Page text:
Saturday, March 24

Grad student, TA Robin Higgins participates in stand-up comedy in between chemistry classes

Graduate student and organic chemistry teaching assistant Robin Higgins founded the Stand-Up at UCLA Club, which hosts comedy shows in Kerckhoff Coffeehouse.

Graduate student and organic chemistry teaching assistant Robin Higgins founded the Stand-Up at UCLA Club, which hosts comedy shows in Kerckhoff Coffeehouse.

Agnijita Kumar


This article is part of the Daily Bruin's Graduation Issue 2012 coverage. To view more multimedia, galleries, and columns, visit

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By day, she studies and teaches chemistry, but by night, Robin Higgins commands the audiences of bars and clubs with her humor.

Robin Higgins said she chose to attend graduate school at UCLA because of its appealing chemistry program.

But she said a different factor also weighed heavily on her decision: Los Angeles’ reputation as one of the biggest stand-up comedy cities in the country.

Despite the over-40-hour work week as a first-year graduate student and organic chemistry teaching assistant, Higgins spends four nights out of seven frequenting open mic nights in the city, including in neighborhoods like Westwood and Hollywood.

Higgins said science intrigues her because of the need to think both critically and outside the box. But hours spent memorizing textbook facts grow dry. That’s where comedy comes in.

“It’s good to have a breath of fresh air,” she said. “It feels like each one is a break from the other.”
Mainly comedians attend the open mic nights, which allows her to practice in front of them before doing a comedy show.

“Comedians are jaded and not going to laugh easily,” she said. “But if a joke still works, you know it’s good.”

In between previous performances at open mic nights, Higgins met other comedians from UCLA and proposed a way for them to continue performing back on campus.

In the fall, she founded the Stand-Up at UCLA club, which hosts regular shows in the Kerckhoff Coffeehouse. The comedy shows have grown popular enough that Los Angeles comedians now ask for stage time, Higgins said.

With an index finger and thumb pressed against her chin, Higgins seemed thoughtful, even when describing fellow comedians.

She said Chris Rock impresses her with his ability to infuse serious opinions into his routines, and she hopes to hone the same skill when blending science and comedy.

Higgins tackles comedy in the analytical way she approaches everything in life, said Sharon Higgins, her mother.

Sharon Higgins added that even though her daughter showed interest in creativity and humor from a young age, it took a very long time for her to enter the field.

“I didn’t view myself as a funny person,” Robin Higgins said about her younger years. “I viewed myself as a person who liked funny things.”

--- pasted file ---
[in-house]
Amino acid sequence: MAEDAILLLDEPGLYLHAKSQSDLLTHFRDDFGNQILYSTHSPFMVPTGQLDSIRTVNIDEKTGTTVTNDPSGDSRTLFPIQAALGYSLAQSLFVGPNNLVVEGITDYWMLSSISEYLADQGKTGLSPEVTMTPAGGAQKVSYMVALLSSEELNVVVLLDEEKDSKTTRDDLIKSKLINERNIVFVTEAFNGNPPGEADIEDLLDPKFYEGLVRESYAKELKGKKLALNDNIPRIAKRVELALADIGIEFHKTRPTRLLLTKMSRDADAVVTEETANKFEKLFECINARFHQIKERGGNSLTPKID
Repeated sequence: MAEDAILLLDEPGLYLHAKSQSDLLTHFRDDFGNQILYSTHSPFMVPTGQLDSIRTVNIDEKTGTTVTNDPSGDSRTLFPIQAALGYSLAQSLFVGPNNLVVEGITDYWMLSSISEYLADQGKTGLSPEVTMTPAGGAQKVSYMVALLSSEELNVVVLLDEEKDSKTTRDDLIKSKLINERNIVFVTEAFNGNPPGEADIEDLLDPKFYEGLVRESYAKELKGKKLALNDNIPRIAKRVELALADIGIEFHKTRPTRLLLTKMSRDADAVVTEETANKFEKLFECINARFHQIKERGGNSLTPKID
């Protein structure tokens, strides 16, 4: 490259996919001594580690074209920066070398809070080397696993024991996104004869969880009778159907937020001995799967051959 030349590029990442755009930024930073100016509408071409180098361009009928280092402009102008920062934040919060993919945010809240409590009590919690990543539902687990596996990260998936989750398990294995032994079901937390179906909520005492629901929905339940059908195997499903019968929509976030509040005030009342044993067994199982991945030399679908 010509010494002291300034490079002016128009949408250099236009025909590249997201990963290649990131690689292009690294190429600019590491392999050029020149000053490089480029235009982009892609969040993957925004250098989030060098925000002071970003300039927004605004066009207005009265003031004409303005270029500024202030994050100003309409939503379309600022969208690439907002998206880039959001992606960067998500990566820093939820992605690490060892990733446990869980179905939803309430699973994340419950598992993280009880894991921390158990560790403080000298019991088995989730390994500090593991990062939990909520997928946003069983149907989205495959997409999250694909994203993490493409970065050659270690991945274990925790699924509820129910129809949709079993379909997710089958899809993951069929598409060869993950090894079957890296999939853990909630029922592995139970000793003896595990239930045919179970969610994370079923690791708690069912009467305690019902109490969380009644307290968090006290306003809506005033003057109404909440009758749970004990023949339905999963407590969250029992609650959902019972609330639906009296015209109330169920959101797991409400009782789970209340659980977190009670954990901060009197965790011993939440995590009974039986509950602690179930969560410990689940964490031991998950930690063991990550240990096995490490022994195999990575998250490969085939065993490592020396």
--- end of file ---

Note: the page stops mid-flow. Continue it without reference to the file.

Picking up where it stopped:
She dipped her toes in the world of comedy by editing a humor magazine as an undergraduate at Emory University.

And now, some of her stand-up performances are available on YouTube.

In her videos, Higgins plays the ukulele and asserts her nerdiness by explaining how she once spotted a spider in lab and considered allowing it to bite her. She also dissects the appeal of male superheroes as potential lovers in her act.

“I can spot a crier from a mile away,” she said about Batman.

She much prefers Ironman.

As Higgins alternates between the stage and the classroom, her jokes adjust accordingly.

On the first day of chemistry discussion, she usually hints at her humor and tells her students the only type of dog allowed in a lab is a Labrador.

“She is different on YouTube than she is in classes,” said Steven Hardinger, a UCLA organic chemistry professor. “I couldn’t repeat her jokes on BruinCast.”

Sitting in his office, Hardinger said Higgins, his teaching assistant, feels tempted to steal his jokes about Goldilocks and the Three Bears.

“It occurred to me the other day that their alarm system doesn’t work very well,” he said as Higgins laughed.

The pair discussed the bears’ marital problems as indicated by their separate beds before moving on to criticize “The Simpsons” and praise “The Big Bang Theory.”

Higgins said she would love to create her own comedy television program similar to “The Big Bang Theory,” but her geniuses would be slacker scientists.

From his swivel chair, Hardinger said she should call it Slackers, or USC, with the S standing for “slackers.”

Higgins said she needs more time to decide what her specific goals will be after graduating from the chemistry program. Lecturing like Hardinger has great appeal, but so does finding unconventional ways of mixing science and comedy.

“There are a lot of options in the future,” Higgins said.

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